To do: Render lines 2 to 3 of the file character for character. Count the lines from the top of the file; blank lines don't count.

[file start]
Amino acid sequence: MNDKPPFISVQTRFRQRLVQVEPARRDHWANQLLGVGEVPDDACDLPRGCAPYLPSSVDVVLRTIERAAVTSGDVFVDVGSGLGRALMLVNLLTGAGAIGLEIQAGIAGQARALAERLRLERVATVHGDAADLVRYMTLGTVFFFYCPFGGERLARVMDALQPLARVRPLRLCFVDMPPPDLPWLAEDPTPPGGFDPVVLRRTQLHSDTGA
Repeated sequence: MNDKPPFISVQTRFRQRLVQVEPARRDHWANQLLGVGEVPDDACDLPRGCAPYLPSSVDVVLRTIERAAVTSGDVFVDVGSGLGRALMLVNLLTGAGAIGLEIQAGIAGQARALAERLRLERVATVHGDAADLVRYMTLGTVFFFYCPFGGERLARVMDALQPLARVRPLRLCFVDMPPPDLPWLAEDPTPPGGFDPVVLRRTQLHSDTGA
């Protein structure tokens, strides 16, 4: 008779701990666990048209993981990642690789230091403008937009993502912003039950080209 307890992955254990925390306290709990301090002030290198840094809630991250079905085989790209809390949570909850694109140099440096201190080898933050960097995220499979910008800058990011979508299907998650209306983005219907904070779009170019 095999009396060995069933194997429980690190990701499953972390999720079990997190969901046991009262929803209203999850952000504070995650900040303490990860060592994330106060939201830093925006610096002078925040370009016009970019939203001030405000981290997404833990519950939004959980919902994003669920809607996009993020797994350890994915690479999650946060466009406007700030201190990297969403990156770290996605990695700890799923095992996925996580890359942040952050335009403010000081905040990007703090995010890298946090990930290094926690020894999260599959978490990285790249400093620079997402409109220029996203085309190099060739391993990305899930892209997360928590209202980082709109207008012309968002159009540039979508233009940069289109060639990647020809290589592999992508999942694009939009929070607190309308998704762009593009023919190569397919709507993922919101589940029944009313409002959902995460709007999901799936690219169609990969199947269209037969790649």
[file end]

Repeated sequence: MNDKPPFISVQTRFRQRLVQVEPARRDHWANQLLGVGEVPDDACDLPRGCAPYLPSSVDVVLRTIERAAVTSGDVFVDVGSGLGRALMLVNLLTGAGAIGLEIQAGIAGQARALAERLRLERVATVHGDAADLVRYMTLGTVFFFYCPFGGERLARVMDALQPLARVRPLRLCFVDMPPPDLPWLAEDPTPPGGFDPVVLRRTQLHSDTGA
């Protein structure tokens, strides 16, 4: 008779701990666990048209993981990642690789230091403008937009993502912003039950080209 307890992955254990925390306290709990301090002030290198840094809630991250079905085989790209809390949570909850694109140099440096201190080898933050960097995220499979910008800058990011979508299907998650209306983005219907904070779009170019 095999009396060995069933194997429980690190990701499953972390999720079990997190969901046991009262929803209203999850952000504070995650900040303490990860060592994330106060939201830093925006610096002078925040370009016009970019939203001030405000981290997404833990519950939004959980919902994003669920809607996009993020797994350890994915690479999650946060466009406007700030201190990297969403990156770290996605990695700890799923095992996925996580890359942040952050335009403010000081905040990007703090995010890298946090990930290094926690020894999260599959978490990285790249400093620079997402409109220029996203085309190099060739391993990305899930892209997360928590209202980082709109207008012309968002159009540039979508233009940069289109060639990647020809290589592999992508999942694009939009929070607190309308998704762009593009023919190569397919709507993922919101589940029944009313409002959902995460709007999901799936690219169609990969199947269209037969790649």